Five Easy Steps to Avoid Homelessness
Homeless in the City
You could be closer to being homeless than you realize.
Sometimes we forget how easy it is to find your self in a financial jam. If you live on your own, and you're barely staying ahead of your bills, you could easily fall prey to being homeless. Even if you are a two-income family without a large savings parachute, it doesn't take much to off-set the fragile balance.
Like so many families in America, you live paycheck to paycheck with little chance of putting together any kind of a savings plan. Families usually have a months worth of income to live off of in case of an emergency – but that’s it. Their financial status is such that if one thing goes wrong – like the car needs a new transmission – all reserve savings will be lost. A job loss at this time from one of the wage earners will only increase the tension. The monthly bills keep coming, and soon, you have to scramble for the rent or the mortgage.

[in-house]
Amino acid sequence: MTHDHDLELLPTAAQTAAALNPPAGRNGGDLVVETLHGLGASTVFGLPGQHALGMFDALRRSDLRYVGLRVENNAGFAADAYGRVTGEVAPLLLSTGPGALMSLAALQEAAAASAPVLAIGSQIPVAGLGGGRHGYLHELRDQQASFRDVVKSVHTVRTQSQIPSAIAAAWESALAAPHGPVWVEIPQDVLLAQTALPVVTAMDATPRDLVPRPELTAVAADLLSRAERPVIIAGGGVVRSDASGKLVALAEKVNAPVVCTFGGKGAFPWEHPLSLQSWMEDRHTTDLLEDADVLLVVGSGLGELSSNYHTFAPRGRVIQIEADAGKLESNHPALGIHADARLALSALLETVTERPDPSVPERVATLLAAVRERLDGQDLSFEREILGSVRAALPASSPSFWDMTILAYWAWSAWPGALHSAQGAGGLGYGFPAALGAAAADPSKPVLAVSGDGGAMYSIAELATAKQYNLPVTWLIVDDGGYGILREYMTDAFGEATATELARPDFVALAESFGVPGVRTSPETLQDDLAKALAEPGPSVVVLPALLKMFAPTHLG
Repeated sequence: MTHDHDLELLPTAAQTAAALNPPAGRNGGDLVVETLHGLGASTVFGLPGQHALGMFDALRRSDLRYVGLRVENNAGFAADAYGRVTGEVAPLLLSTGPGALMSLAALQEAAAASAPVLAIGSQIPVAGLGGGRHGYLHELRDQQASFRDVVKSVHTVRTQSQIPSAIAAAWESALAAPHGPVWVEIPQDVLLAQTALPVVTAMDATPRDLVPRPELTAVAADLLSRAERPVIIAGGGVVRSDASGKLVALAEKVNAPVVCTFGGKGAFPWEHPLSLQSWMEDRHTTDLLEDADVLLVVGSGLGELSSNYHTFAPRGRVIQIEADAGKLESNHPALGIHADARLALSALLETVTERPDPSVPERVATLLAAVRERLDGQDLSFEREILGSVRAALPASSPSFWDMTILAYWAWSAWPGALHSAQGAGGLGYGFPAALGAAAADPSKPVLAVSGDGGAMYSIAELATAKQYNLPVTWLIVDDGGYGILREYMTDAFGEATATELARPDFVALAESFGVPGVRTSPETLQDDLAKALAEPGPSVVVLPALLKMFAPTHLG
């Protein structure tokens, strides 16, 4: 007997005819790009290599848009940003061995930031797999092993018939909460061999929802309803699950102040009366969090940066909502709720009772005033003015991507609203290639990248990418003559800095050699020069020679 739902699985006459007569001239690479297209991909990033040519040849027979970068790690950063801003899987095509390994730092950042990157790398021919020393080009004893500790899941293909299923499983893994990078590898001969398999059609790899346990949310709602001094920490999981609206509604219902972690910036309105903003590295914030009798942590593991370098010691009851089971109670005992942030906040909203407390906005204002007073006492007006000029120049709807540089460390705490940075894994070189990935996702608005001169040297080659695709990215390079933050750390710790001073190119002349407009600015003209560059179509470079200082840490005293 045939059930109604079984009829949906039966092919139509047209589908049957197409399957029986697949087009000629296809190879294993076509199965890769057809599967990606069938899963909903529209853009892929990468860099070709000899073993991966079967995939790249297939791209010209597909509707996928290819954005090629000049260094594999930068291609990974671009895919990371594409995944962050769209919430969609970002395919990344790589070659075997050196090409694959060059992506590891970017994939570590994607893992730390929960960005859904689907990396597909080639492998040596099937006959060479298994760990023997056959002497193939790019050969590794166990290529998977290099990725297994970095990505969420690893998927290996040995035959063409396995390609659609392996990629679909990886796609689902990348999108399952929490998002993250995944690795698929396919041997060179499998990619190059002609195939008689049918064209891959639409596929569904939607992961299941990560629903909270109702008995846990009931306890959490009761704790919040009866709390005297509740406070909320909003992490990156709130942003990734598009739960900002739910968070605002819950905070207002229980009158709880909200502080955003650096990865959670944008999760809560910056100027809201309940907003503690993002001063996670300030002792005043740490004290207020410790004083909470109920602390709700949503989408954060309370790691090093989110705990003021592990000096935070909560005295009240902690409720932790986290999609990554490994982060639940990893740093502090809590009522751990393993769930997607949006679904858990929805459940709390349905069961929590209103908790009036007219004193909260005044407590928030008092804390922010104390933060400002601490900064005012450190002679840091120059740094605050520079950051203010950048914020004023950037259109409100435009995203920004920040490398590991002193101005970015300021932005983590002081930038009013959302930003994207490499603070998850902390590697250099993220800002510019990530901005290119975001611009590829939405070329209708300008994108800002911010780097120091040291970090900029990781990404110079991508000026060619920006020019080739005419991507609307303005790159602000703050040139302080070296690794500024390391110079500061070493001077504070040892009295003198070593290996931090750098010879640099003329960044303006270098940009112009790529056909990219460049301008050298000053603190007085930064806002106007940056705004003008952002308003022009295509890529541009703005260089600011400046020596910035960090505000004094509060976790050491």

This is the ‘homeless formula’. It's a myriad of problems and expenses that hit one after another, until all your bills are way behind, and you find yourself facing your first homeless night.
The Homeless Numbers:
For the nearly 700,000 Americans that are or have become homeless in 2012, the formula is formidable. 1 person in 197 is homeless. The numbers could easily be doubled if it were not for families that have been ‘doubling up’ – two or three families to a home. For most families, doubling up is a blessing in disguise. The children can afford to save for their own home, and the parents get to spend time with their grandchildren. If you have this situation available to you, consider doubling up until you can increase your financial strength.
1. Avoid the surprised of being homeless.
You should know that anyone can fall victim to homelessness. The trick is to take the necessary steps to avoid becoming a homeless victim. If you fit the scenario above and understand that anything can happen in life, because it does happen in life, you will be further ahead than those that think ‘this’ will never happen to me.
You have to under-go a change of thought. You need to unscrew your pride, and do the things that you have to, to get through this time. If you look at how you can get the best bang for your money now, it will easier to stay above water later.